Nav: Home

More than 2 million patients with heart disease report use of marijuana

January 20, 2020

Boston, MA -- Even as more states begin to legalize marijuana for medicinal and recreational use and more marijuana products become available for consumption, marijuana's cardiovascular effects are not well understood. In a review article published in the Journal of the American College of Cardiology, a team led by investigators at Brigham and Women's Hospital reveals that more than 2 million adults with cardiovascular disease report that they have used or are currently using marijuana. Observational studies have linked marijuana use to a range of cardiovascular risks, including stroke, arrhythmia and diseases that make it hard for the heart muscle to pump properly. The investigators encourage physicians to ask their patients about marijuana use, which can interfere with other medications that a cardiology patient might be prescribed.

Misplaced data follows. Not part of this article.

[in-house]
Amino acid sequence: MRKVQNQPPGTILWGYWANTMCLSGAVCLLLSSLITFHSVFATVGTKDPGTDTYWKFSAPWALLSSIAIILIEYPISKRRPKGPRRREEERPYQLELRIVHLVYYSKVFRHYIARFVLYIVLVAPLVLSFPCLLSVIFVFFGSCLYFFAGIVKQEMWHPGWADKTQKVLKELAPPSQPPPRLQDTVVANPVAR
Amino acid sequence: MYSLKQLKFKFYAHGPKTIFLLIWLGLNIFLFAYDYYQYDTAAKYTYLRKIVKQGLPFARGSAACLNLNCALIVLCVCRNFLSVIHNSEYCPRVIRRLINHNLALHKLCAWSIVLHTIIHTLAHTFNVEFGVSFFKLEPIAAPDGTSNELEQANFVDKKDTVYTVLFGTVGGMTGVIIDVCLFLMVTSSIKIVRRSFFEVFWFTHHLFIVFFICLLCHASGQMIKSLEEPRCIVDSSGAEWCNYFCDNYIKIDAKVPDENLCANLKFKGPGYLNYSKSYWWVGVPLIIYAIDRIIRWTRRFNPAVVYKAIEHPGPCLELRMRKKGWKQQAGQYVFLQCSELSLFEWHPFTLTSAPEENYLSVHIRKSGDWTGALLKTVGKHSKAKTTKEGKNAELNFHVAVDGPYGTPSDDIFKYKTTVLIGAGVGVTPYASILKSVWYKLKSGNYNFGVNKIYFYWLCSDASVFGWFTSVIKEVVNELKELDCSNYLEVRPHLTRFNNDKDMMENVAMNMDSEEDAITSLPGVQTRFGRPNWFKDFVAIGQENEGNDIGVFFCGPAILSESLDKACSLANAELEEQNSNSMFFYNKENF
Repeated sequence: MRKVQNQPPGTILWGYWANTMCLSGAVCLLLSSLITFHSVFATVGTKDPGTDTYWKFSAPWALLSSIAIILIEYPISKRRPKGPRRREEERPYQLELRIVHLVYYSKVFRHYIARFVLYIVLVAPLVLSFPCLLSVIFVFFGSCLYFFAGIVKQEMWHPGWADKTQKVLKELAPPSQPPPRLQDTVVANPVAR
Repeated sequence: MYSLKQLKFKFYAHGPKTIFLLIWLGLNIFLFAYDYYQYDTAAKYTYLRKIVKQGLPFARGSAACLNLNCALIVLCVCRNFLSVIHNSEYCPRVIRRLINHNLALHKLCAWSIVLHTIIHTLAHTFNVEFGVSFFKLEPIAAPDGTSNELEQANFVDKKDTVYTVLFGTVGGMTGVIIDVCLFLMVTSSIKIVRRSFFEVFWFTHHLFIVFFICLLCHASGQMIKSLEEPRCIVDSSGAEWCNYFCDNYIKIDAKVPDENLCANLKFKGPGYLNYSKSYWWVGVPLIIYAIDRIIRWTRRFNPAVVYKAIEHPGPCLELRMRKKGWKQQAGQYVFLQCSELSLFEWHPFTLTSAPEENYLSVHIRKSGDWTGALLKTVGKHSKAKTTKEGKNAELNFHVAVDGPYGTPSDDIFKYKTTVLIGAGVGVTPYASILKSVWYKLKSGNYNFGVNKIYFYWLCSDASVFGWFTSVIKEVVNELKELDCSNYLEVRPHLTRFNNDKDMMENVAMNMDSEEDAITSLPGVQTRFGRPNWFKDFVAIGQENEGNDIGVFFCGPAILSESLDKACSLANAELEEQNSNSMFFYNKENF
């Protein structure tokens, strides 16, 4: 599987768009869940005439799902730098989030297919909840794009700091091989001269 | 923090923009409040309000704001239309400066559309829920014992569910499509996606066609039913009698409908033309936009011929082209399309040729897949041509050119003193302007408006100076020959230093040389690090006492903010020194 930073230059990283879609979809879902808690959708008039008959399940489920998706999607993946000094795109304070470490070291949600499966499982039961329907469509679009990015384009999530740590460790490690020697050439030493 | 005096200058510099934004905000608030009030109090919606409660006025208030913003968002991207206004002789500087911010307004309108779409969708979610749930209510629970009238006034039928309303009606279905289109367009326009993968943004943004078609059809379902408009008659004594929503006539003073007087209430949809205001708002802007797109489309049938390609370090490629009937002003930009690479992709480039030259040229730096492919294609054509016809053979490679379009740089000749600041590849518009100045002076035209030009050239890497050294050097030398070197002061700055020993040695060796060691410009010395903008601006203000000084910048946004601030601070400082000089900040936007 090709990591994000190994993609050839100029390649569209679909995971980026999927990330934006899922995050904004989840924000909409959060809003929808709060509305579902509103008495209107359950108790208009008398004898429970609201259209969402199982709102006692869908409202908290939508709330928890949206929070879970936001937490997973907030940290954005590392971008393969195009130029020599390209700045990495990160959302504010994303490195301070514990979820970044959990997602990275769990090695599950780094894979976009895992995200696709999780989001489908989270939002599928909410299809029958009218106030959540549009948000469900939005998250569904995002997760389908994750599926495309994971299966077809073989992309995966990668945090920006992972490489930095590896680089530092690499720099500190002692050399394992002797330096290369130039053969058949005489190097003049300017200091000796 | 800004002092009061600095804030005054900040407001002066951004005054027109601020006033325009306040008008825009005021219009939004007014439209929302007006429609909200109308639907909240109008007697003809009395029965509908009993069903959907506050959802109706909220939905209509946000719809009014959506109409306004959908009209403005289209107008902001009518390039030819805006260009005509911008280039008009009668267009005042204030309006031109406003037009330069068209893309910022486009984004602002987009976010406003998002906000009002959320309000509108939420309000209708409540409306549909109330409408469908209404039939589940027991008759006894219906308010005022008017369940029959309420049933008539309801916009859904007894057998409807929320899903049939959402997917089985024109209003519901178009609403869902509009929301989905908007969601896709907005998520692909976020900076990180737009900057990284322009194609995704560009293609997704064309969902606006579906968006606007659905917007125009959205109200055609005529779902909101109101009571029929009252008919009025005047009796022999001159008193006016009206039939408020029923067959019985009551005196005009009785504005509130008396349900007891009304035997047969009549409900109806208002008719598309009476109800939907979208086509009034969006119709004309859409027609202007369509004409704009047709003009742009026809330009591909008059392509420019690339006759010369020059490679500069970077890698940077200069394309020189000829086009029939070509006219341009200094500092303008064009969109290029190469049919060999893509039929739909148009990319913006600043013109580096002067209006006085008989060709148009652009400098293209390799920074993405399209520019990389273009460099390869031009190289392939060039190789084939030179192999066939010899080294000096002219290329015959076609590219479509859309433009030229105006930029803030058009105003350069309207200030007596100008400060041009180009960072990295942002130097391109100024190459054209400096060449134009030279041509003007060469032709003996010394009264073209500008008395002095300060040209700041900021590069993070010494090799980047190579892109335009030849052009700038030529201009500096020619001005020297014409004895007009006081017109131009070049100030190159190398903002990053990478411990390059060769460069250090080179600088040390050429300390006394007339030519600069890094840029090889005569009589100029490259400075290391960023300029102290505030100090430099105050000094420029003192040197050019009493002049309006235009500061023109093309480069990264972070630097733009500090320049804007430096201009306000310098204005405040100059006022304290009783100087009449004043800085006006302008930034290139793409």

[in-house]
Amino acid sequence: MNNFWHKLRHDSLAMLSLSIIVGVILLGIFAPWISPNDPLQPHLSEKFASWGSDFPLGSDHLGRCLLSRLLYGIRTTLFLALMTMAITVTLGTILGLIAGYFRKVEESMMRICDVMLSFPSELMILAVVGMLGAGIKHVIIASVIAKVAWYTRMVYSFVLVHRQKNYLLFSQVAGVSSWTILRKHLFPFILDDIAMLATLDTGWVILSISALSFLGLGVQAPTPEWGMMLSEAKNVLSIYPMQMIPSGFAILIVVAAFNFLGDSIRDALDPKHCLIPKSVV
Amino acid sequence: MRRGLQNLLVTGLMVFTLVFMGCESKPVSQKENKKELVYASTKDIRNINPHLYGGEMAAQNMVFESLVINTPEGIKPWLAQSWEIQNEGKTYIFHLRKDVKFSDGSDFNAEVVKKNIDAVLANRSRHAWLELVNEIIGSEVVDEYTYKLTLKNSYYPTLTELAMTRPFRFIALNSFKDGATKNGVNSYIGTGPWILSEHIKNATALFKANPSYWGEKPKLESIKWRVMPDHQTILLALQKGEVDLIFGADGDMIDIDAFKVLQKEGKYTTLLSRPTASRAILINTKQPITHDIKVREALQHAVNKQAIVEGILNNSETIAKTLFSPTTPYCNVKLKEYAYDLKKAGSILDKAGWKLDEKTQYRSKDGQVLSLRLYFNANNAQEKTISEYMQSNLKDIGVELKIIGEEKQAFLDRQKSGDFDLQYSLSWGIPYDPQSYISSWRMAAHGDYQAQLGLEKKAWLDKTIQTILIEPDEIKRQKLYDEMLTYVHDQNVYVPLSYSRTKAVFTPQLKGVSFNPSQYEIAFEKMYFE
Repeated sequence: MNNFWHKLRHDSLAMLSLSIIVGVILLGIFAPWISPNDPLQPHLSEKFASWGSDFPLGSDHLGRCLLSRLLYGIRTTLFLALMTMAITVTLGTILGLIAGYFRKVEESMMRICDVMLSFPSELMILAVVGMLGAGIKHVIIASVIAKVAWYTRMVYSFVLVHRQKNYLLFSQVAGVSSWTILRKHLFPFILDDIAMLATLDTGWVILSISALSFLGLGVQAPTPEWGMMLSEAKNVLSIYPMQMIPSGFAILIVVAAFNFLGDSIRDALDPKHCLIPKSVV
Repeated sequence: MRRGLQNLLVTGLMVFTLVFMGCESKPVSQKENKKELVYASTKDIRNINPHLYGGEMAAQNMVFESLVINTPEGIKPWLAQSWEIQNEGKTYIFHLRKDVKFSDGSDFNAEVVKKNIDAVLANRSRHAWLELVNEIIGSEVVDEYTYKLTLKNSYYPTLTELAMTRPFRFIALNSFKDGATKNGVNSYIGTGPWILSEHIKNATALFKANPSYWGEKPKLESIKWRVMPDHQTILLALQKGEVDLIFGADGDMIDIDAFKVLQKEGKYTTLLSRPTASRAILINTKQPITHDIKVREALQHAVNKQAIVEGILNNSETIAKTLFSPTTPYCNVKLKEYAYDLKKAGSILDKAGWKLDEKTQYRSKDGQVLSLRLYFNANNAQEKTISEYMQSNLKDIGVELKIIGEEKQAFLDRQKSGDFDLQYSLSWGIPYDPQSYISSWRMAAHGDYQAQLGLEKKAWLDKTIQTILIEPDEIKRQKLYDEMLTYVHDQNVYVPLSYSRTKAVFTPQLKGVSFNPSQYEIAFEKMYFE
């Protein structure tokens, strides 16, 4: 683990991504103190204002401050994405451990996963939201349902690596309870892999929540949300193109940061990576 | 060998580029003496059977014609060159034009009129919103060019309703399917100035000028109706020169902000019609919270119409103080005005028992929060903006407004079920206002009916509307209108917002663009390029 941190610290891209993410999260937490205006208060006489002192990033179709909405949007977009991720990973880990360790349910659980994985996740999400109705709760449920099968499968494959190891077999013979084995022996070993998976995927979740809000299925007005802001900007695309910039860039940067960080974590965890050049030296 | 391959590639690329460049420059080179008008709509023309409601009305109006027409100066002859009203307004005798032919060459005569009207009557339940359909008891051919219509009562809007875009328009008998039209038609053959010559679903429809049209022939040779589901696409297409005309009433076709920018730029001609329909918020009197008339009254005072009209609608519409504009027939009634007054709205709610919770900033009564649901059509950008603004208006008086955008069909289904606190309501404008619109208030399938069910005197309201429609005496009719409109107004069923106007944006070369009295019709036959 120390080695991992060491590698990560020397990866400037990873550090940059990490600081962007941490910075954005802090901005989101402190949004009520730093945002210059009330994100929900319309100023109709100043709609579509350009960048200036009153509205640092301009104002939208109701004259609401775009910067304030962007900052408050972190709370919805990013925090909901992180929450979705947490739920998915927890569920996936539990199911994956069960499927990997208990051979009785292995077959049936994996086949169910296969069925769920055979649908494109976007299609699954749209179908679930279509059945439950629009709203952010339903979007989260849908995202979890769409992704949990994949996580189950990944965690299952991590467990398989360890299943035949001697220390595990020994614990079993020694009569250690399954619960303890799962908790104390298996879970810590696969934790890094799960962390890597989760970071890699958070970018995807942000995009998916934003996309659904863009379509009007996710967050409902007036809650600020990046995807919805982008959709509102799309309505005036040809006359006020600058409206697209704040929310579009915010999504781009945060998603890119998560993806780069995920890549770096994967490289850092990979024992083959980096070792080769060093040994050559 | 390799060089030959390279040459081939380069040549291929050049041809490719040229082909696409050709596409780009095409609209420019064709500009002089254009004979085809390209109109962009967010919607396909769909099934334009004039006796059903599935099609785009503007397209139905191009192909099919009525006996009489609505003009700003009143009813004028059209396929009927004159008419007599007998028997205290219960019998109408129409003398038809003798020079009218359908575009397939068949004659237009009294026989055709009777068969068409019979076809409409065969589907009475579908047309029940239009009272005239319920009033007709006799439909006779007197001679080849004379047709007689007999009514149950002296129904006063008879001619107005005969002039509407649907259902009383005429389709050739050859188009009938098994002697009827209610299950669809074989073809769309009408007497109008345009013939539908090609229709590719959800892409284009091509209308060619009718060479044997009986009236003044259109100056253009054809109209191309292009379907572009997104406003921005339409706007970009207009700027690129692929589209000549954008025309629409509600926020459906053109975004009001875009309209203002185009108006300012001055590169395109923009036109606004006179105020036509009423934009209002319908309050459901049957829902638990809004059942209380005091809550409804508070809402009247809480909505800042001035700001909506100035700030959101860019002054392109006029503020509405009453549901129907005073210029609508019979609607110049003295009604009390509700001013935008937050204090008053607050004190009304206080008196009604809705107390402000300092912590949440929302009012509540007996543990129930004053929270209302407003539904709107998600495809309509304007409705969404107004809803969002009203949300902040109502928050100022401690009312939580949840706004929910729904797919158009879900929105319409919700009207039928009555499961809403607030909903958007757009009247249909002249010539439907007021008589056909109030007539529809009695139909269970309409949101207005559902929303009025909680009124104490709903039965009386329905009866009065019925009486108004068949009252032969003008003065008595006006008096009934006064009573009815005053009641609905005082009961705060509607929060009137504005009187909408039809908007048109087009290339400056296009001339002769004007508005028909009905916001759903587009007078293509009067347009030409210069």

"This was eye-opening for us," said corresponding author Muthiah Vaduganathan, MD, MPH, a cardiologist at the Brigham. "We're experiencing an epidemiological shift. More patients are curbing their cigarette smoking, and we're seeing big improvements in cardiovascular health for those who quit. In contrast, we're seeing an accelerating use of marijuana and now, for the first time, marijuana users are exceeding cigarette smokers in the U.S. We now need to turn our attention and public health resources toward understanding the safety profile of its use."